which may be arranged in one period in the following manner: "And it came to pass, when the days multiplied from the time that the ark remained at Kirjath-jearim, and grew to twenty years, and the whole house of Israel mourned after Jehovah, that Samuel said," etc. The verbs ויּרבּוּ, ויּהיוּ, and ויּנּהוּ, are merely continuations of the infinitive שׁבת, and the main sentence is resumed in the words שׁמוּאל ויּאמר. The contents of the verses require that the clauses should be combined in this manner. The statement that twenty years had passed can only be understood on the supposition that some kind of turning-point ensued at the close of that time. The complaining of the people after Jehovah was no such turning-point, but became one simply from the fact that this complaining was followed by some result. This result is described in 1 Samuel 7:3. It consisted in the fact that Samuel exhorted the people to put away the strange gods (1 Samuel 7:3); and that when the people listened to his exhortation (1 Samuel 7:4), he helped them to gain a victory over the Philistines (1 Samuel 7:5.). ינּהוּ, from נהה, to lament or complain (Micah 2:4; Ezekiel 32:18). "The phrase, to lament after God, is taken from human affairs, when one person follows another with earnest solicitations and complaints, until he at length assents. We have an example of this in the Syrophenician woman in Matthew 15." (Seb. Schmidt). The meaning "to assemble together," which is the one adopted by Gesenius, is forced upon the word from the Chaldee אתנהי, and it cannot be shown that the word was ever used in this sense in Hebrew. Samuel's appeal in 1 Samuel 7:3 recalls to mind Joshua 24:14, and Genesis 35:2; but the words, "If ye do return unto the Lord with all your hearts," assume that the turning of the people to the Lord their God had already inwardly commenced, and indeed, as the participle שׁבים expresses duration, had commenced as a permanent thing, and simply demand that the inward turning of the heart to God should be manifested outwardly as well, by the putting away of all their idols, and should thus be carried out to completion. The "strange gods" (see Genesis 35:2) are described in 1 Samuel 7:4 as "Baalim." On Baalim and Ashtaroth, see at Judges 2:11, Judges 2:13. לב הכין, to direct the heart firmly: see Psalm 78:8; 2 Chronicles 30:19.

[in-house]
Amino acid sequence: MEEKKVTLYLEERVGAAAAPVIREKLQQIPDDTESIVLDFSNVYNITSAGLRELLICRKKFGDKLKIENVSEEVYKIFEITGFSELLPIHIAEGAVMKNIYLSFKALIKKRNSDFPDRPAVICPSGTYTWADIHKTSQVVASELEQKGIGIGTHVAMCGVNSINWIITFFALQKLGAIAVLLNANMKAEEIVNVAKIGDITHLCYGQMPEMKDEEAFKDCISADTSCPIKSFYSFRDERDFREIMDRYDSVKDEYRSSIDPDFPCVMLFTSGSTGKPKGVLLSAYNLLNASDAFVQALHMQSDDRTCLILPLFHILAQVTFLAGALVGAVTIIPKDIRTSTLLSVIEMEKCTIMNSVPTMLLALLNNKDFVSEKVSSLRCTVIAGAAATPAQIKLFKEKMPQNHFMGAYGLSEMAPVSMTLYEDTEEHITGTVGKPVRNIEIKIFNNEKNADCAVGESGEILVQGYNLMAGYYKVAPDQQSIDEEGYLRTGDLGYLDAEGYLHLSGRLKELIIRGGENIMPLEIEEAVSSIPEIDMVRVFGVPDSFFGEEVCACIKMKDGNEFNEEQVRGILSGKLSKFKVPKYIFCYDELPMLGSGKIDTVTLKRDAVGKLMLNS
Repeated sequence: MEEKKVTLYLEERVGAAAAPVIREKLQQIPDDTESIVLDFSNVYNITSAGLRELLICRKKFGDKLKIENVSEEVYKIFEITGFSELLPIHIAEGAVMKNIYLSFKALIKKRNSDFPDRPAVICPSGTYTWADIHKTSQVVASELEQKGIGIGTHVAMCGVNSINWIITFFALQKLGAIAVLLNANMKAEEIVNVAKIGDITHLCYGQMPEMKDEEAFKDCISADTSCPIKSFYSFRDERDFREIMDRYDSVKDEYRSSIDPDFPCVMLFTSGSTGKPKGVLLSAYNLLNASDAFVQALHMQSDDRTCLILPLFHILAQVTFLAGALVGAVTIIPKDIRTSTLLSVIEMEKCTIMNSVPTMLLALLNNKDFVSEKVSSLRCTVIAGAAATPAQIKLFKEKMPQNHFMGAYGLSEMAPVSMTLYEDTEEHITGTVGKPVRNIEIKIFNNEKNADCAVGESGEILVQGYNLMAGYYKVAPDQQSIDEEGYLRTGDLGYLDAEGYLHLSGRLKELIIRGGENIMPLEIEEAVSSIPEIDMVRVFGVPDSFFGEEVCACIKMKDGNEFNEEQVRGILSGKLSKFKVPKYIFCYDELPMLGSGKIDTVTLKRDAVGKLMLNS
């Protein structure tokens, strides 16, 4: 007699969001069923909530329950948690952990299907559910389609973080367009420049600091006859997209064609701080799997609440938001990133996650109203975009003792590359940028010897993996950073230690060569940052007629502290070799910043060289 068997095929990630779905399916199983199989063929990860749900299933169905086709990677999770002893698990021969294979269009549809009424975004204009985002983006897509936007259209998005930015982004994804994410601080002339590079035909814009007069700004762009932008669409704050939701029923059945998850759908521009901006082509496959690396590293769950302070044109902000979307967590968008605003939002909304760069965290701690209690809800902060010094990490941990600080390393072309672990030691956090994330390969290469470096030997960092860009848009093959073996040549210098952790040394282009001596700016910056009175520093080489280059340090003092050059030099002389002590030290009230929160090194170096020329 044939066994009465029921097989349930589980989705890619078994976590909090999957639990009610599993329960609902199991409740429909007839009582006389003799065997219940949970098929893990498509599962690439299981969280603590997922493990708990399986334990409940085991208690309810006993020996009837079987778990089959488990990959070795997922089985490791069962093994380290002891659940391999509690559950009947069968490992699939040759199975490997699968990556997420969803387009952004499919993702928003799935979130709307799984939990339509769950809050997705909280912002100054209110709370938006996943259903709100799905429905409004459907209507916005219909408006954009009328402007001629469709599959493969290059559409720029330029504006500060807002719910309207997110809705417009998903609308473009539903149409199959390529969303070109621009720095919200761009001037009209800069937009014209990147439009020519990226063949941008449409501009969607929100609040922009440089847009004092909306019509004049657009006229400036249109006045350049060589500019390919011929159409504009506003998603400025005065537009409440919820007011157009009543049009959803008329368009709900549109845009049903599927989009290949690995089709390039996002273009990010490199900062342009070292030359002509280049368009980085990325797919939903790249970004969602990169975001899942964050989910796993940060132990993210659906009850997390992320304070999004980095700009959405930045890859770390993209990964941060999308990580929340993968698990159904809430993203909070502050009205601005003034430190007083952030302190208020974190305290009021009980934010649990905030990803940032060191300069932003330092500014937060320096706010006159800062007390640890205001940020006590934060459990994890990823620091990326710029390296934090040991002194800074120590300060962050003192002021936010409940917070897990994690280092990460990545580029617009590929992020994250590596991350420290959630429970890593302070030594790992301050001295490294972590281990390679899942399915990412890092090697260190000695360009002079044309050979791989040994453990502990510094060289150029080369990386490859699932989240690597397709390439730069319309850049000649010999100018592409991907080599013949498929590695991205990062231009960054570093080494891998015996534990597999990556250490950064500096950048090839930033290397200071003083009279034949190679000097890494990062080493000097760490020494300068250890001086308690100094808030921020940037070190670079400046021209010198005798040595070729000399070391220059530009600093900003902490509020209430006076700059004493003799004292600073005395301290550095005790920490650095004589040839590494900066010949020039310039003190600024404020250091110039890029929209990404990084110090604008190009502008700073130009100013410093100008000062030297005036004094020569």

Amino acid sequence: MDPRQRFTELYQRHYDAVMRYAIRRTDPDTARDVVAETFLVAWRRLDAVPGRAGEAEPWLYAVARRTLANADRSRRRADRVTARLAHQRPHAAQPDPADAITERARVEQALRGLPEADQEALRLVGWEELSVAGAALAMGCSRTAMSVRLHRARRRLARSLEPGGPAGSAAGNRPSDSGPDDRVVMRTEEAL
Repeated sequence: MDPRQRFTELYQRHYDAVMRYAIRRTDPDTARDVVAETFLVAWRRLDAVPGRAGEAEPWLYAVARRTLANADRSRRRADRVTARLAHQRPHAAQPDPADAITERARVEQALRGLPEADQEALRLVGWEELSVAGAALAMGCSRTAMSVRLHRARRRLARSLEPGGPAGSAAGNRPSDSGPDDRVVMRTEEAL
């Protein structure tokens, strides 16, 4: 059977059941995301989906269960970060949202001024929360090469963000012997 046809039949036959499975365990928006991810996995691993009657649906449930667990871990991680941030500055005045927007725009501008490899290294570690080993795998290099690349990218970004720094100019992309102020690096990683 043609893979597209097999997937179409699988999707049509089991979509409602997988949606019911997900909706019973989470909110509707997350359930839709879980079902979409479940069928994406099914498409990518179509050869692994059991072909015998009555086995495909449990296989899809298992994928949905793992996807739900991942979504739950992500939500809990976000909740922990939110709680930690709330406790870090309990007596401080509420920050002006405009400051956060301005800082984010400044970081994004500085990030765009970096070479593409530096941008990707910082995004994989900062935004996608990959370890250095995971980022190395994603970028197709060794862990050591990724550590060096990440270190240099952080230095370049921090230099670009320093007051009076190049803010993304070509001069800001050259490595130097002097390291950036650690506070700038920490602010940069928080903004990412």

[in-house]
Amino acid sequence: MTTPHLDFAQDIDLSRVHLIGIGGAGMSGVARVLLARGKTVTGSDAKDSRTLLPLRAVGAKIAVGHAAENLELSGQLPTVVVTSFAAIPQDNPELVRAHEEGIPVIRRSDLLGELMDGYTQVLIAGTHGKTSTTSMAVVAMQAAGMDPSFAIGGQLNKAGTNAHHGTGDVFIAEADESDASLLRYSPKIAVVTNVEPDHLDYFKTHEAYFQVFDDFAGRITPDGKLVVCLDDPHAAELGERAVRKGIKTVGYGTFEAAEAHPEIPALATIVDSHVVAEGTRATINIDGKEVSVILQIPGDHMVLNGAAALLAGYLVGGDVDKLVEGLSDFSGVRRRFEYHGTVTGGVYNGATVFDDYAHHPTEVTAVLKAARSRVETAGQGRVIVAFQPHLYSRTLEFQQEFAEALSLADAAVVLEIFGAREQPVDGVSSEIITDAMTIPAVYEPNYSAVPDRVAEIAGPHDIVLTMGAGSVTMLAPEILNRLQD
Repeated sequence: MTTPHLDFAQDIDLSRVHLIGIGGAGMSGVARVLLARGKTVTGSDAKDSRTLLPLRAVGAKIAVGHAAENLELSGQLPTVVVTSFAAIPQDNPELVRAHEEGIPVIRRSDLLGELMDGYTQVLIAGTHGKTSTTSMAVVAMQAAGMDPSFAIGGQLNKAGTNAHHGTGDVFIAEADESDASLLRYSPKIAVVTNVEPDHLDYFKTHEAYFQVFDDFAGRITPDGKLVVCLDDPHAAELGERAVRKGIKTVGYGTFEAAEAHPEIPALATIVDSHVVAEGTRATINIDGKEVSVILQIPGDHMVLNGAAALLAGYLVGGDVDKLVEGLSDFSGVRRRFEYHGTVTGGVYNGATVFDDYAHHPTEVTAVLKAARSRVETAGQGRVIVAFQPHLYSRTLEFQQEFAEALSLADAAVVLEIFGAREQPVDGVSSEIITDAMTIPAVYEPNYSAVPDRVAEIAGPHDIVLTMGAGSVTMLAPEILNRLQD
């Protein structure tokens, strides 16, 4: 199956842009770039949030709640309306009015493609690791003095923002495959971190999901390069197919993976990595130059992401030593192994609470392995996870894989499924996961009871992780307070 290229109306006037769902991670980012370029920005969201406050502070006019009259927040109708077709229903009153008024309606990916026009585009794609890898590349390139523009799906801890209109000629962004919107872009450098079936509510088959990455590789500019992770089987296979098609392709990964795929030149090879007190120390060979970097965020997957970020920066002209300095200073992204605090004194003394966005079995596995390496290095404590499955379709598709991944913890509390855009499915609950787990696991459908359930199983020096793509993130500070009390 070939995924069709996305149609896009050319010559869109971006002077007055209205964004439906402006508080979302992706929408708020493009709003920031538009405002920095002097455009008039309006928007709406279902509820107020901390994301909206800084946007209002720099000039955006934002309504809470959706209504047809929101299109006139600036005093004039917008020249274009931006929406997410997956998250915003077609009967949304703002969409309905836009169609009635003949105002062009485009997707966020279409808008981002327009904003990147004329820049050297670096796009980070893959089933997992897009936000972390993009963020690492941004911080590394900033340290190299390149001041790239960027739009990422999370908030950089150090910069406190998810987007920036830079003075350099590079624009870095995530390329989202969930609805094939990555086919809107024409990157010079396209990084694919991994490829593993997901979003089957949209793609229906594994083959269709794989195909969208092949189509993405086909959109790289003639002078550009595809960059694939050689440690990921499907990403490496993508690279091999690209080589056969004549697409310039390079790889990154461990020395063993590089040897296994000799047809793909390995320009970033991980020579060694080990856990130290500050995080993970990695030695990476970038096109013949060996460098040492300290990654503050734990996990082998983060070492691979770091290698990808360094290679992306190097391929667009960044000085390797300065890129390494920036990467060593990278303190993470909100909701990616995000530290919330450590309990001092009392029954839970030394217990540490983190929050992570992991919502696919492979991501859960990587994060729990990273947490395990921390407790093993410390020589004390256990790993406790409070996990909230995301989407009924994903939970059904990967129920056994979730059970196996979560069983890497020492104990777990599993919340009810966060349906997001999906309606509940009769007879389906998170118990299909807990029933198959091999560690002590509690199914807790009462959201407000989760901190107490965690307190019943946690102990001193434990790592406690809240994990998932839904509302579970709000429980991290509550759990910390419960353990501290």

1 Samuel 7:8 Parallel Commentaries

Treasury of Scripture Knowledge

Cease, etc. [heb] Be not silent from us from crying

1 Samuel 12:19-24 And all the people said to Samuel, Pray for your servants to the LORD your God, that we die not...

Isaiah 37:4 It may be the LORD your God will hear the words of Rabshakeh, whom the king of Assyria his master has sent to reproach the living God...

Isaiah 62:1,6,7 For Zion's sake will I not hold my peace, and for Jerusalem's sake I will not rest...

James 5:16 Confess your faults one to another, and pray one for another, that you may be healed...

Cross References
1 Samuel 12:19
And all the people said to Samuel, "Pray for your servants to the LORD your God, that we may not die, for we have added to all our sins this evil, to ask for ourselves a king."

Isaiah 37:4
It may be that the LORD your God will hear the words of the Rabshakeh, whom his master the king of Assyria has sent to mock the living God, and will rebuke the words that the LORD your God has heard; therefore lift up your prayer for the remnant that is left.'"

Jeremiah 27:18
If they are prophets, and if the word of the LORD is with them, then let them intercede with the LORD of hosts, that the vessels that are left in the house of the LORD, in the house of the king of Judah, and in Jerusalem may not go to Babylon.

Jeremiah 42:2
and said to Jeremiah the prophet, "Let our plea for mercy come before you, and pray to the LORD your God for us, for all this remnant--because we are left with but a few, as your eyes see us--